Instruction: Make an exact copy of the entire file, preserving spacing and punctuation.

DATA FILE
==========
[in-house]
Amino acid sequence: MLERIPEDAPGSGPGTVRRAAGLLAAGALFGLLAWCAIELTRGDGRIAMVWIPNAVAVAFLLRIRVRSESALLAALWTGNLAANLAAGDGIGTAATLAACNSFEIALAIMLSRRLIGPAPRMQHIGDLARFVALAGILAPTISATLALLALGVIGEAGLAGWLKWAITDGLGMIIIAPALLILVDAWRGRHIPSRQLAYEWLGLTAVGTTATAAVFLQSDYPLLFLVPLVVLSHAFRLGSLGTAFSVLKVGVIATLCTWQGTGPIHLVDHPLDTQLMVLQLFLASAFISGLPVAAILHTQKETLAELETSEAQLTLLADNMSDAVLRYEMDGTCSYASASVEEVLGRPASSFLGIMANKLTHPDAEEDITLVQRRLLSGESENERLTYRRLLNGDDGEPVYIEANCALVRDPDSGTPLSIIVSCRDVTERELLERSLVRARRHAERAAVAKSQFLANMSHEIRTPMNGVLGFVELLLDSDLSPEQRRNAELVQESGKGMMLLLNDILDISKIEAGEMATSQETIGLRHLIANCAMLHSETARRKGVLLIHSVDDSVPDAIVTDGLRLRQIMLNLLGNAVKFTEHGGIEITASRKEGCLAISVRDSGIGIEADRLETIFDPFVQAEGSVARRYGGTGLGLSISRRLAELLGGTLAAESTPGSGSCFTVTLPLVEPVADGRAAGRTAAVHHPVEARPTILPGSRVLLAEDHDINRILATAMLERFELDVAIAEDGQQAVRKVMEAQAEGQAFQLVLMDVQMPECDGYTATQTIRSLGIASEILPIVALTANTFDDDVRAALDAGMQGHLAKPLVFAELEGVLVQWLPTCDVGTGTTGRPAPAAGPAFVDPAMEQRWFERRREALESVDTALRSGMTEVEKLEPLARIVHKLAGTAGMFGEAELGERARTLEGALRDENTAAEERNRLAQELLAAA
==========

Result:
[in-house]
Amino acid sequence: MLERIPEDAPGSGPGTVRRAAGLLAAGALFGLLAWCAIELTRGDGRIAMVWIPNAVAVAFLLRIRVRSESALLAALWTGNLAANLAAGDGIGTAATLAACNSFEIALAIMLSRRLIGPAPRMQHIGDLARFVALAGILAPTISATLALLALGVIGEAGLAGWLKWAITDGLGMIIIAPALLILVDAWRGRHIPSRQLAYEWLGLTAVGTTATAAVFLQSDYPLLFLVPLVVLSHAFRLGSLGTAFSVLKVGVIATLCTWQGTGPIHLVDHPLDTQLMVLQLFLASAFISGLPVAAILHTQKETLAELETSEAQLTLLADNMSDAVLRYEMDGTCSYASASVEEVLGRPASSFLGIMANKLTHPDAEEDITLVQRRLLSGESENERLTYRRLLNGDDGEPVYIEANCALVRDPDSGTPLSIIVSCRDVTERELLERSLVRARRHAERAAVAKSQFLANMSHEIRTPMNGVLGFVELLLDSDLSPEQRRNAELVQESGKGMMLLLNDILDISKIEAGEMATSQETIGLRHLIANCAMLHSETARRKGVLLIHSVDDSVPDAIVTDGLRLRQIMLNLLGNAVKFTEHGGIEITASRKEGCLAISVRDSGIGIEADRLETIFDPFVQAEGSVARRYGGTGLGLSISRRLAELLGGTLAAESTPGSGSCFTVTLPLVEPVADGRAAGRTAAVHHPVEARPTILPGSRVLLAEDHDINRILATAMLERFELDVAIAEDGQQAVRKVMEAQAEGQAFQLVLMDVQMPECDGYTATQTIRSLGIASEILPIVALTANTFDDDVRAALDAGMQGHLAKPLVFAELEGVLVQWLPTCDVGTGTTGRPAPAAGPAFVDPAMEQRWFERRREALESVDTALRSGMTEVEKLEPLARIVHKLAGTAGMFGEAELGERARTLEGALRDENTAAEERNRLAQELLAAA